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    Comment and Opinion

    Why Arent There Any Great White Sharks in Any of the Worlds Aquariums?

    By Emily Balaiss, Year 11

    Even if you love aquariums, there is one sea creature that you will never come across: the great white shark. And no, it’s not because people get scared that the shark will jump out of the thick glass walls and bite their heads off.

    Great white sharks can be found in cool coastal waters around the world, mainly around Australia, Asia, South America, and North America. They usually grow up to about 15 feet in length and weigh up to 7,000 pounds. They use their extremely heavy tails to propel their bodies trough the water at a top speed of 35 miles per hour.

    The reason we don’t see them in aquariums is because they can’t stand being in captivity. Sharks, when captured, can suffer from depression and lose the will to live. There has been plenty of attempts to contain this creature; in 1999, a great white was captured and sent to Marine Land of the Pacific in Los Angeles and the shark didn’t even last one day. Despite this, people keep trying to tame the king of the sea. Up until 2003, there had been 25 attempts to catch and hold this creature, and all of them ended up tragically for the shark.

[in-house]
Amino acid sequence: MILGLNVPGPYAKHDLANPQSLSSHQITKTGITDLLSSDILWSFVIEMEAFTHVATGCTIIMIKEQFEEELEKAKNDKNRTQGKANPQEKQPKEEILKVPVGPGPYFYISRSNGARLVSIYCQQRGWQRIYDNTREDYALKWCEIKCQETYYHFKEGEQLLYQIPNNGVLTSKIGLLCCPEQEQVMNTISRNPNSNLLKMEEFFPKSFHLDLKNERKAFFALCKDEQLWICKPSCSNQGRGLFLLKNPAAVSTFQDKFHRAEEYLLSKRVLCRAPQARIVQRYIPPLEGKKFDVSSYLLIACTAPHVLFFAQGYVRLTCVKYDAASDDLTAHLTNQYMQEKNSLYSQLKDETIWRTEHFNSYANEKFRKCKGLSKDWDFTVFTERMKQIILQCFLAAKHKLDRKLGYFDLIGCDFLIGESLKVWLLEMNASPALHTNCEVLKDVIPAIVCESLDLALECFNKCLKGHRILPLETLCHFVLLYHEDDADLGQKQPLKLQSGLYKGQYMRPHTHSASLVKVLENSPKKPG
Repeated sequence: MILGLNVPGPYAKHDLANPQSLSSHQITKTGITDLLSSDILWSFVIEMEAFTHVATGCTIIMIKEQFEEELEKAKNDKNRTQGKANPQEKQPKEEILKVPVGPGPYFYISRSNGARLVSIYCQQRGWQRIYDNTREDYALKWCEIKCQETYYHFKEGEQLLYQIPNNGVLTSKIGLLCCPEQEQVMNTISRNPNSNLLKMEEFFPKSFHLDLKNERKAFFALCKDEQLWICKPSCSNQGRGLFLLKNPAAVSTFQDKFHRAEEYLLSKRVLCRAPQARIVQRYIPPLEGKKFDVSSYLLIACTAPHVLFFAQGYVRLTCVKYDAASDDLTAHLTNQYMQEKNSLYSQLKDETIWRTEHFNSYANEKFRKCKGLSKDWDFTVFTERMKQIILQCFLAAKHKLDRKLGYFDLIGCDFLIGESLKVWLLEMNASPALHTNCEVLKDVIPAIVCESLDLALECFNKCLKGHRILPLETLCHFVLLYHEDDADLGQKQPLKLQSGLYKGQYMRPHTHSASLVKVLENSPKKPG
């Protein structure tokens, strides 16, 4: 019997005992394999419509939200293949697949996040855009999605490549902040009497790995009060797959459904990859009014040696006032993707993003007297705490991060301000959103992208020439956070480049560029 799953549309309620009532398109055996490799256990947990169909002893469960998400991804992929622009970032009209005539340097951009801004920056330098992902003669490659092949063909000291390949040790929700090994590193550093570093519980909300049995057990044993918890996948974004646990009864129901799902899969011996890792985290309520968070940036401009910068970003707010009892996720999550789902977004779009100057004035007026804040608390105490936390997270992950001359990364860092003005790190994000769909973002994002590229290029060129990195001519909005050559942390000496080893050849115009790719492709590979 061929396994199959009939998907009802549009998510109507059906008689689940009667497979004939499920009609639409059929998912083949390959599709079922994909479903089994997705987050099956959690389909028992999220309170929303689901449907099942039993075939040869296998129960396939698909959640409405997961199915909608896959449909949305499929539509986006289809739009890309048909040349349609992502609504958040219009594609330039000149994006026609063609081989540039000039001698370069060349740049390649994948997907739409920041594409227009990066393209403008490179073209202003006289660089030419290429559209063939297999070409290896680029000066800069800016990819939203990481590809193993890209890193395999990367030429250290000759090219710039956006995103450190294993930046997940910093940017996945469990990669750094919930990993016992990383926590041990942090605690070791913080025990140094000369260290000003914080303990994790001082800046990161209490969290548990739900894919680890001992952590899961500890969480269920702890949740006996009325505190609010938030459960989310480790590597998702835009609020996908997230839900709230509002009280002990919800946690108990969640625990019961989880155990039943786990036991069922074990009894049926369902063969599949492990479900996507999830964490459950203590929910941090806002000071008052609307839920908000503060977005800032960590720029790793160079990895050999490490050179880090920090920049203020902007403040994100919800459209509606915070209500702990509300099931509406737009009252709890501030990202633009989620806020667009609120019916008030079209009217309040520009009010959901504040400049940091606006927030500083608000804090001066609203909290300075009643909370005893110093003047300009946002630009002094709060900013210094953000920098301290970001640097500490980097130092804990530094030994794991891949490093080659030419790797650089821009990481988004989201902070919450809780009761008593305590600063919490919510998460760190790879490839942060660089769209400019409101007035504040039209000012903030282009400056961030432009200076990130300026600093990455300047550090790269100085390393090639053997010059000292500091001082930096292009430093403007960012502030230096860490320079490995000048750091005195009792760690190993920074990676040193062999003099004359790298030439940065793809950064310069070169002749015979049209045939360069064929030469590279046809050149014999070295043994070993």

Lack of space is another reason why no aquarium can hold a great white. One shark managed to swim from Australia to South Africa in just 99 days and they can also leap 20 feet up into the air. Obviously, no aquarium has that amount of space.

    Respiratory problems are one more reason why we can’t hold a great white shark. Sharks need to keep moving to stay alive because they are obligate ram breathers, meaning that they breathe best when moving and they need a constant flow of oxygen through their gills. An aquarium can’t provide this, so they will start to develop problems with their respiratory system. Also, they can suffer with hypoxia or a low deficiency of oxygen, and choke to death because of this.

    The Big Releases of CES This Year

    By Ben Nutley, Year 7